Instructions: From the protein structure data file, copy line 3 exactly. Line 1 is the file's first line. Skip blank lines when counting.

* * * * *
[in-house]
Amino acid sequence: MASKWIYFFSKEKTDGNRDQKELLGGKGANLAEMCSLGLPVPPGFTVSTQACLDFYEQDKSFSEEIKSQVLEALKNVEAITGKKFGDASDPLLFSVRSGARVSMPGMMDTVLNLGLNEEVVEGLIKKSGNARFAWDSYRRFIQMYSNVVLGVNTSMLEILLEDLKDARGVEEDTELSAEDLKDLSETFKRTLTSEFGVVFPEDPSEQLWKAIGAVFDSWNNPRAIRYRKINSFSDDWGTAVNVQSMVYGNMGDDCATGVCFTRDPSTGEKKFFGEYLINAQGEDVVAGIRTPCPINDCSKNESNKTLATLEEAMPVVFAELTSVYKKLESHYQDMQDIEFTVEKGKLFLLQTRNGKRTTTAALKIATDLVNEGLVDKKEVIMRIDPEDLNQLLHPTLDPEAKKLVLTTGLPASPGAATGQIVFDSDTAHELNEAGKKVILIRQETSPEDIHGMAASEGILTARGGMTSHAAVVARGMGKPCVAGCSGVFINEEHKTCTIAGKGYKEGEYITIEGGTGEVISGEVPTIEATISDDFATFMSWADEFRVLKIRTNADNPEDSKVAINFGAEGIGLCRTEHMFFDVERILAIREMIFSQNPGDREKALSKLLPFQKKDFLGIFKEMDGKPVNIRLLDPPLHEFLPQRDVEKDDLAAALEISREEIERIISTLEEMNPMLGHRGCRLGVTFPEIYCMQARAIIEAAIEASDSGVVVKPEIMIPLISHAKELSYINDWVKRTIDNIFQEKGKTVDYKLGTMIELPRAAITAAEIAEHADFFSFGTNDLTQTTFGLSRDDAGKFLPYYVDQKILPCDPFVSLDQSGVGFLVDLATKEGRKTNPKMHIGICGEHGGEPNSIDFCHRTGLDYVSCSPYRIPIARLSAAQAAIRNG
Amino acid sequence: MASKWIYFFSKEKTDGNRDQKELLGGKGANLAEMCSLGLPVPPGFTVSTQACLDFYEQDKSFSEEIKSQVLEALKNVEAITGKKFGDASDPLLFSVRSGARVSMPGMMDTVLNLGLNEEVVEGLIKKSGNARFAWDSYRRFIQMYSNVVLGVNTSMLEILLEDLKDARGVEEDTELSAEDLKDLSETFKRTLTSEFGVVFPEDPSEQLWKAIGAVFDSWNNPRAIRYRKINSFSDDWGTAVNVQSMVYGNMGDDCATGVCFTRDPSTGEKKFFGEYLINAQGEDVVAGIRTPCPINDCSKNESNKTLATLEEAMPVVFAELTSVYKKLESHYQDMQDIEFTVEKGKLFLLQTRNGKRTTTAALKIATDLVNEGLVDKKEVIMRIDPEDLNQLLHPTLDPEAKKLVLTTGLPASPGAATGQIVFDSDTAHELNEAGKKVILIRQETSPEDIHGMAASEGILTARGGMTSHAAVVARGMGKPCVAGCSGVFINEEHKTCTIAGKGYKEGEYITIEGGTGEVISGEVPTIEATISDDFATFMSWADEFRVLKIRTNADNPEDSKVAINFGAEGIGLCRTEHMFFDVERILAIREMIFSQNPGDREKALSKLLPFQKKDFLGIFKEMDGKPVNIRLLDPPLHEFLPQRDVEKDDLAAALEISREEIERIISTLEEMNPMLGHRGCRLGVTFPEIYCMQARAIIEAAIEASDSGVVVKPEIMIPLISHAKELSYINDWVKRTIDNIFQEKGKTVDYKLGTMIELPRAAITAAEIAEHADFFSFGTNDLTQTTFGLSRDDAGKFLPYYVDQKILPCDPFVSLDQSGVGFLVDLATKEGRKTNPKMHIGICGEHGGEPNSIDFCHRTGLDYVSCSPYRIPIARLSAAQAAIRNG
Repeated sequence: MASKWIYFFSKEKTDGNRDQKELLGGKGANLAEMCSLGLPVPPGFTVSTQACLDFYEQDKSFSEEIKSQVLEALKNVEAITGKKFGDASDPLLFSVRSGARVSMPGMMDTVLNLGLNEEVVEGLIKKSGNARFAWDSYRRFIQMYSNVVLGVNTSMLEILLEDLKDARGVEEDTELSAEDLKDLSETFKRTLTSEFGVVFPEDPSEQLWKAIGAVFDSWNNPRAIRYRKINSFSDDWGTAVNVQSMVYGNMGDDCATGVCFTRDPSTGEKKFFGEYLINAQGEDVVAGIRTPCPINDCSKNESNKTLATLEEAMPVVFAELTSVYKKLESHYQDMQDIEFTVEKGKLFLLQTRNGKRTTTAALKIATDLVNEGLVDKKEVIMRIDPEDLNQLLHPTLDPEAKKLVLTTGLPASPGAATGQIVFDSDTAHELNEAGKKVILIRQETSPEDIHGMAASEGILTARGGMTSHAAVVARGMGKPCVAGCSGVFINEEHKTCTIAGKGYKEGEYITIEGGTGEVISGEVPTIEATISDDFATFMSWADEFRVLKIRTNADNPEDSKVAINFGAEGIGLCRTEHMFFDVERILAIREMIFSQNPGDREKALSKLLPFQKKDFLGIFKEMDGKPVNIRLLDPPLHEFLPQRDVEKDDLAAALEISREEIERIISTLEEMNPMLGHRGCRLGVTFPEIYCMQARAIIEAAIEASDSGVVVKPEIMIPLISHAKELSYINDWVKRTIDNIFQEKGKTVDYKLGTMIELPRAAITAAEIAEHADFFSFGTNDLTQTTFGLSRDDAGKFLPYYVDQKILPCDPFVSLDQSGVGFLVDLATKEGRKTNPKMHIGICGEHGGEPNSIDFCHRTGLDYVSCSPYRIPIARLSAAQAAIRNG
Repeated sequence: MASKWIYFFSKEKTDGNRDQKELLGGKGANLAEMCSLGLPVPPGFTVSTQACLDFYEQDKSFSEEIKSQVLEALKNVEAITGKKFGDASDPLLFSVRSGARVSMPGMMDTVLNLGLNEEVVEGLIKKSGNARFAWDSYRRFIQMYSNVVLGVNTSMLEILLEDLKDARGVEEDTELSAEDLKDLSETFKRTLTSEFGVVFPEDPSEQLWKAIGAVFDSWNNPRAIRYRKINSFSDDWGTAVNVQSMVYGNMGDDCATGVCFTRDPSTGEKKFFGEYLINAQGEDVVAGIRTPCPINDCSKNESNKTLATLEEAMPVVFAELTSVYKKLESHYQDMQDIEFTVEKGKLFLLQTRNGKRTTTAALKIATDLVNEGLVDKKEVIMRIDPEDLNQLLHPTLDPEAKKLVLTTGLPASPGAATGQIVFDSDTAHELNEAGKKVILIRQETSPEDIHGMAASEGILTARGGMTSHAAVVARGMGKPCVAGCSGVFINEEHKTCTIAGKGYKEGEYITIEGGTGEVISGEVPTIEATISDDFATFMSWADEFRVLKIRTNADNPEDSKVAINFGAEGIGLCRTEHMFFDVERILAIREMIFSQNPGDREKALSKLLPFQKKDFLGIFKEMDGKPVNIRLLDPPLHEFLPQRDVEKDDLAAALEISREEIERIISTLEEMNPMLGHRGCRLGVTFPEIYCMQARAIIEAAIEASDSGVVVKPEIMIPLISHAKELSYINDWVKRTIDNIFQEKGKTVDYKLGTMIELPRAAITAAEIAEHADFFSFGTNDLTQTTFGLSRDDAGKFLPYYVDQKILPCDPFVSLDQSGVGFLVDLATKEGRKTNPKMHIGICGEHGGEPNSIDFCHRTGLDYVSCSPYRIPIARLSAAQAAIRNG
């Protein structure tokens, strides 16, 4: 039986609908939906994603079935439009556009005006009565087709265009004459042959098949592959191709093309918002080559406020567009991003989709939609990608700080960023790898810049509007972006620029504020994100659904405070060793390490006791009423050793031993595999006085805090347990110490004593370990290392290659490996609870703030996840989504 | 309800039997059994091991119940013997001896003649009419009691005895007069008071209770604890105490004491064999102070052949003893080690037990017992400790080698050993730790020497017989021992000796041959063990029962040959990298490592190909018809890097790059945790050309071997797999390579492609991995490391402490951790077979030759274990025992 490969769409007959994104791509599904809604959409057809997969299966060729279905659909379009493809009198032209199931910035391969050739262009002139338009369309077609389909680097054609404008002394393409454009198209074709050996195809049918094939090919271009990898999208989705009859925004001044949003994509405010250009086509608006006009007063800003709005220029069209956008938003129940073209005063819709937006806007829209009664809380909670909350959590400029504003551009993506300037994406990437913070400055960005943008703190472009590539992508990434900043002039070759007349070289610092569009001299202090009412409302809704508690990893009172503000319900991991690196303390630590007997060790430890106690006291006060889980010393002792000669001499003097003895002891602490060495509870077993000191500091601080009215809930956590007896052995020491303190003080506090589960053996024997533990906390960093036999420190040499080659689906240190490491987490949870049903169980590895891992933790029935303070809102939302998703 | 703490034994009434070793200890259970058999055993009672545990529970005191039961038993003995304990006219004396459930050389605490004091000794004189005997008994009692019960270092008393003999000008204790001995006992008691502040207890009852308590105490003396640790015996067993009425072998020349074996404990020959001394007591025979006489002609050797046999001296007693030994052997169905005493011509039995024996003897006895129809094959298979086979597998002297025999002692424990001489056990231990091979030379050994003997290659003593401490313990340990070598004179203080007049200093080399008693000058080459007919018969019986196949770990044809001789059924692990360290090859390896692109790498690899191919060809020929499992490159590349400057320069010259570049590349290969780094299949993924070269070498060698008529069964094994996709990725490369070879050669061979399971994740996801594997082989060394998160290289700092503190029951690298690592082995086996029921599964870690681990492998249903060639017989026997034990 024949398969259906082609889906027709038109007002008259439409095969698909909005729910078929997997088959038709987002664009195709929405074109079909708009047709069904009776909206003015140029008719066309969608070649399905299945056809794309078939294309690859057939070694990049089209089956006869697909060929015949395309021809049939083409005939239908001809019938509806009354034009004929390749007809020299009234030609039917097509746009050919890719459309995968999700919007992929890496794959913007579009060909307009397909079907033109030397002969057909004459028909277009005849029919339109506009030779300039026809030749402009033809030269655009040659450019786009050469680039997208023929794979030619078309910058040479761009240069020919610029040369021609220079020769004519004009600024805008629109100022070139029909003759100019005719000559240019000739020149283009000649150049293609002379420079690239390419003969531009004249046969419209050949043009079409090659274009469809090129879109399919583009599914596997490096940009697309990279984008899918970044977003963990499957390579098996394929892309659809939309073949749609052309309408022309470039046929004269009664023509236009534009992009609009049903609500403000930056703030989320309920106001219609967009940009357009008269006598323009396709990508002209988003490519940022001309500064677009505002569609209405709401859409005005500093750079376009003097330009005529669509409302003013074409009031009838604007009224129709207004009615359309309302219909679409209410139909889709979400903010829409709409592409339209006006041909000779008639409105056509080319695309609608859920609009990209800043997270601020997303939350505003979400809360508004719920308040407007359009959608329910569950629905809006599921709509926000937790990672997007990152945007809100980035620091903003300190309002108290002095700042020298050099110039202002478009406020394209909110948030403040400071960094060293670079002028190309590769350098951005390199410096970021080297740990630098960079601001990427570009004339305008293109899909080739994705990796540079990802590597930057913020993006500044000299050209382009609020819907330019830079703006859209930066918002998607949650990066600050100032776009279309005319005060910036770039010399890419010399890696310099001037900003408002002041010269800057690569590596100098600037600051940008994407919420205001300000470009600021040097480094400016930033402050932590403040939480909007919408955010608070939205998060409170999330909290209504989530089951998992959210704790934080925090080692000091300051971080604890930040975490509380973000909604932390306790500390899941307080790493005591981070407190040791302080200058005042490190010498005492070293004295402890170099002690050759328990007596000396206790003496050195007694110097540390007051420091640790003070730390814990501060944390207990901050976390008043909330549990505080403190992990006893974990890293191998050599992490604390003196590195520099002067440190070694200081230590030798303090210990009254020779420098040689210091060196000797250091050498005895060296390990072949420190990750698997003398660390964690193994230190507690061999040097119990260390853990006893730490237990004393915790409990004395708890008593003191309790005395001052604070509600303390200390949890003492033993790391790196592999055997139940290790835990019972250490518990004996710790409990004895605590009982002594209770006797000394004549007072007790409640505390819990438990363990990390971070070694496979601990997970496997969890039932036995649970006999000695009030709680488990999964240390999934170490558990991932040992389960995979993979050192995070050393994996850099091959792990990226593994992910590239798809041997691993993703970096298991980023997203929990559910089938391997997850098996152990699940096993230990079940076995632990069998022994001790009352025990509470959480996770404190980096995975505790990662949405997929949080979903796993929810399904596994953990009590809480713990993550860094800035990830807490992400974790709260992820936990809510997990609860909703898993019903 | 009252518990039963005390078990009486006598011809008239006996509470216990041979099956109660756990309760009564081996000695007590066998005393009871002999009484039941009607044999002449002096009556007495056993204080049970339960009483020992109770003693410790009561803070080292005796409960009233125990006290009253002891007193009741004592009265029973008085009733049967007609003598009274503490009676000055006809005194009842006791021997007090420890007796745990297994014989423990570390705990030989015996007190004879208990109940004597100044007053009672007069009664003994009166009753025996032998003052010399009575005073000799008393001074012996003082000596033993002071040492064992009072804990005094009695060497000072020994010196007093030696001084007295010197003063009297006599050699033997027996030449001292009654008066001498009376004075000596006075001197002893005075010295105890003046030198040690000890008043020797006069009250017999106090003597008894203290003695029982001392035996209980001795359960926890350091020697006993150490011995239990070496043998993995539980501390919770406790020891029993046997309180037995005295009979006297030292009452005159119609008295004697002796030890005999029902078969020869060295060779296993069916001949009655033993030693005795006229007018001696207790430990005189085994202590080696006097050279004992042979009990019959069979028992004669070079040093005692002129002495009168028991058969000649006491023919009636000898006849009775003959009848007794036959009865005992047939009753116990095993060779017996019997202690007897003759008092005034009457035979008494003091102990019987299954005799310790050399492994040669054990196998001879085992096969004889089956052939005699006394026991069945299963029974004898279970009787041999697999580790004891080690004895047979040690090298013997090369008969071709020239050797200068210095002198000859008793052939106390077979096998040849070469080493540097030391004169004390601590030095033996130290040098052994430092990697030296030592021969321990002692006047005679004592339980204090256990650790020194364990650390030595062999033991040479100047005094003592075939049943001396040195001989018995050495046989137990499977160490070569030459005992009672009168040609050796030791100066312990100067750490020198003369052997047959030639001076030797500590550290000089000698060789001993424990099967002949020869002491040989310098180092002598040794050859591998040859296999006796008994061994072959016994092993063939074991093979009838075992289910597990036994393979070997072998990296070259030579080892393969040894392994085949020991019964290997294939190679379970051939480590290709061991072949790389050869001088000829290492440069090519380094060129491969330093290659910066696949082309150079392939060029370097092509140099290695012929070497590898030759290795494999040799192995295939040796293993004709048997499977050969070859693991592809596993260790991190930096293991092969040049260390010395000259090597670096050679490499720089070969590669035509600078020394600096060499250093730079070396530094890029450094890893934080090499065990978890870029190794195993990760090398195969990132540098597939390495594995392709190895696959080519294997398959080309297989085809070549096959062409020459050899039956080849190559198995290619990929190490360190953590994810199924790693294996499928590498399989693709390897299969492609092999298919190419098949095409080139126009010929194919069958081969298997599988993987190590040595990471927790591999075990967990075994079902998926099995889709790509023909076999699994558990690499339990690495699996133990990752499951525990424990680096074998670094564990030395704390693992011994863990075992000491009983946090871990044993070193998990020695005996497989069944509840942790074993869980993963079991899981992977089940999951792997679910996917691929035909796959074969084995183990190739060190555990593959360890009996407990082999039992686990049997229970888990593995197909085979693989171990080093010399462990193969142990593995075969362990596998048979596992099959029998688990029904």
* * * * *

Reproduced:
Amino acid sequence: MASKWIYFFSKEKTDGNRDQKELLGGKGANLAEMCSLGLPVPPGFTVSTQACLDFYEQDKSFSEEIKSQVLEALKNVEAITGKKFGDASDPLLFSVRSGARVSMPGMMDTVLNLGLNEEVVEGLIKKSGNARFAWDSYRRFIQMYSNVVLGVNTSMLEILLEDLKDARGVEEDTELSAEDLKDLSETFKRTLTSEFGVVFPEDPSEQLWKAIGAVFDSWNNPRAIRYRKINSFSDDWGTAVNVQSMVYGNMGDDCATGVCFTRDPSTGEKKFFGEYLINAQGEDVVAGIRTPCPINDCSKNESNKTLATLEEAMPVVFAELTSVYKKLESHYQDMQDIEFTVEKGKLFLLQTRNGKRTTTAALKIATDLVNEGLVDKKEVIMRIDPEDLNQLLHPTLDPEAKKLVLTTGLPASPGAATGQIVFDSDTAHELNEAGKKVILIRQETSPEDIHGMAASEGILTARGGMTSHAAVVARGMGKPCVAGCSGVFINEEHKTCTIAGKGYKEGEYITIEGGTGEVISGEVPTIEATISDDFATFMSWADEFRVLKIRTNADNPEDSKVAINFGAEGIGLCRTEHMFFDVERILAIREMIFSQNPGDREKALSKLLPFQKKDFLGIFKEMDGKPVNIRLLDPPLHEFLPQRDVEKDDLAAALEISREEIERIISTLEEMNPMLGHRGCRLGVTFPEIYCMQARAIIEAAIEASDSGVVVKPEIMIPLISHAKELSYINDWVKRTIDNIFQEKGKTVDYKLGTMIELPRAAITAAEIAEHADFFSFGTNDLTQTTFGLSRDDAGKFLPYYVDQKILPCDPFVSLDQSGVGFLVDLATKEGRKTNPKMHIGICGEHGGEPNSIDFCHRTGLDYVSCSPYRIPIARLSAAQAAIRNG